Incentive versus Compensation: What Constitutes Prohibited Payments to Board Members?

By Matthew M. Young, Esq.

It is well known that only one board officer of a federal credit union may be compensated for their duties as such and no other official is allowed to receive compensation.[1]  Many states’ regulations are very similar to the federal prohibitions, subjecting state charters to the same sort of restrictions.

Under the National Credit Union Association (NCUA) Rules and Regulations (Rules) several exceptions to this prohibition exist, including, “[p]ayment for reasonable and proper costs incurred by an official in carrying out the responsibilities of the position to which that person has been elected or appointed…includ[ing] the payment of travel costs….”  Also excepted are certain provisions for “reasonable health, accident and related types of personal insurance protection…” and certain indemnification for legally related matters.[2]

While this prohibition and its related exceptions seem straightforward enough, I am often asked for clarification about how far these exceptions extend.  Among the most common questions: Are gifts/rewards considered compensation?  And, what are deemed “reasonable and proper costs” which can be reimbursed without running afoul of the compensation prohibition?

Until most recently, the NCUA held that gifts or awards of “nominal value” to board or committee members were permissible, with emphasis placed on the notion that these gifts must be small or nominal.[3]  Of course, the nominal nature of such gifts was a subjective consideration, leaving questions about what amount may or may not be permissible.  This year, the NCUA has clarified its position regarding what it considers a nominal award, taking away the previous uncertainty of its position.  In responding to a credit union’s inquiry about the permissibility of providing a volunteer service award of $250 to board members serving 5 years, the NCUA determined such an award was nominal and thus, permissible.  In its review, the NCUA noted that such an award was “an incentive to volunteerism” rather than “compensation” prohibited by the Rules.[4]  To further clarify its position on the point it laid out exactly what dollar amount is permissible: $50 per year of service, adjustable for inflation, of course!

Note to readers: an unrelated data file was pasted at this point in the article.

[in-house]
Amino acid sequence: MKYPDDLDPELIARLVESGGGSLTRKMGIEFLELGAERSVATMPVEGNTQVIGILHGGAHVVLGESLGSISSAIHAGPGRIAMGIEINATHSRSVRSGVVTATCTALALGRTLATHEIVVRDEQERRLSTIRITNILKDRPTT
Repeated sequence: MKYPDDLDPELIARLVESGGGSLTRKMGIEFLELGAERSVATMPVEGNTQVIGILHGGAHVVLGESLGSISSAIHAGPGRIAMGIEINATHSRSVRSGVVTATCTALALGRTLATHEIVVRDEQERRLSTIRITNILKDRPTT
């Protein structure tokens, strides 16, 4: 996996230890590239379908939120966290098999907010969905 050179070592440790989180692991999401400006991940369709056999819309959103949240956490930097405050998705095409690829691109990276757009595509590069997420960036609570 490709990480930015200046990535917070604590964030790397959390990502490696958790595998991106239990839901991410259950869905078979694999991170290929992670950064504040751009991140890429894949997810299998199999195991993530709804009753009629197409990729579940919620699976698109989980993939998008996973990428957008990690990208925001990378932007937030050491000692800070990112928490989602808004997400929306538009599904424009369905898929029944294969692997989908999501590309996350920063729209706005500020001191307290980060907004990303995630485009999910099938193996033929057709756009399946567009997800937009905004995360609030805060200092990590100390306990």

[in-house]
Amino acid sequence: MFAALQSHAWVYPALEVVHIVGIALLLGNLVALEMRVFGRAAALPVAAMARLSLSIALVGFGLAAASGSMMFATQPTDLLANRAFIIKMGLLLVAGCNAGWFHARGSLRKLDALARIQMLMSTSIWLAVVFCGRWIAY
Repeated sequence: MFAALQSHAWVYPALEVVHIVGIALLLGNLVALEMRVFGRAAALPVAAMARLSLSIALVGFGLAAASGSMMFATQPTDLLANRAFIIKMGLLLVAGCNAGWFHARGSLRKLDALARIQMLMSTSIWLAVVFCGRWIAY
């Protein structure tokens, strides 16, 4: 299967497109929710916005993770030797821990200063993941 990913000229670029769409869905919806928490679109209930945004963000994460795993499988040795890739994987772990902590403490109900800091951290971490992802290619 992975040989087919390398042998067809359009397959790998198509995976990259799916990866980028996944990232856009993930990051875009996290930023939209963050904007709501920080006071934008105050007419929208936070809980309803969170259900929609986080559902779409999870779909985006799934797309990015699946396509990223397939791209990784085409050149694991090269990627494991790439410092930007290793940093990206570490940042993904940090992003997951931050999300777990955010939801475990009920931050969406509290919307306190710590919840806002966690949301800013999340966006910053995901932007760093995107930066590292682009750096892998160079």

As it relates to the compensation exception for “reasonable and proper expenses,” board members can take advantage of benefits in certain circumstances without violating the prohibition against compensation generally.  In particular, reasonable travel expenses are reimbursable for the board volunteer so long as those expenses are incurred by the board member in order to carry out the official business of the credit union and in accordance with credit union policy.[5]  The nice part about this exception is that it allows for travel compensation for not only the board volunteer but also his or her guest, not a bad perk when having to travel to those conferences and seminars in Florida and Vegas!  However, you should be aware that there are limits to this exception.  For example, the NCUA previously advised the reimbursement for expenses such as paying for baby-sitting expenses while the director is performing credit union business and reimbursement for used vacation time to attend special credit union matters and neither “reasonable nor proper.”[6]

Matthew Young is an associate in the Credit Union Practice Group at Weltman, Weinberg & Reis Co., LPA. He can be reached at 216.739.5726 and
[1] 12 C.F.R. 701.33 (b)(1)
[2] 12 C.F.R. 701.33 (b)(2)(i-iii)
[3] See NCUA Opinion Letter 93-0233, March 12, 1993
[4] See NCUA Opinion Letter 11-0805, August 18, 2011
[5] 12. C.F.R. 701.33 (b)(2)(i)
[6] See NCUA Opinion Letter 92-0507, June 10, 1992


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